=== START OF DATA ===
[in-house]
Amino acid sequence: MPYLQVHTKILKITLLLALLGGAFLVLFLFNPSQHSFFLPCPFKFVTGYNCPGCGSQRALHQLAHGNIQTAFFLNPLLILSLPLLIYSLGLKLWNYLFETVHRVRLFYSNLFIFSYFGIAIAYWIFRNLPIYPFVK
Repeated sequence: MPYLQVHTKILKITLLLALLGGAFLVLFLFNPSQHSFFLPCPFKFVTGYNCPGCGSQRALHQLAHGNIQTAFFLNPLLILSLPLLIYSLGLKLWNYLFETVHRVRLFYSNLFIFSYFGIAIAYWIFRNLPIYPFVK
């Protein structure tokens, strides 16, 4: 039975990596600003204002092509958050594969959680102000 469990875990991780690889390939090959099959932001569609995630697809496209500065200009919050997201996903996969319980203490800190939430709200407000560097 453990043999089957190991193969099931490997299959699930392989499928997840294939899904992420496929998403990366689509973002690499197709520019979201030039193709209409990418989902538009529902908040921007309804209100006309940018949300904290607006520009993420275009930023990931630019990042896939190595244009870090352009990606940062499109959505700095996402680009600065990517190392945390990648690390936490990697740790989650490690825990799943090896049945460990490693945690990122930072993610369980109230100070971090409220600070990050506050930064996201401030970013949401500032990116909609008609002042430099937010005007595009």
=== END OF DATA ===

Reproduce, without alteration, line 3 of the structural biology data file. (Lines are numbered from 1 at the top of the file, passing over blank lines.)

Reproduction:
Repeated sequence: MPYLQVHTKILKITLLLALLGGAFLVLFLFNPSQHSFFLPCPFKFVTGYNCPGCGSQRALHQLAHGNIQTAFFLNPLLILSLPLLIYSLGLKLWNYLFETVHRVRLFYSNLFIFSYFGIAIAYWIFRNLPIYPFVK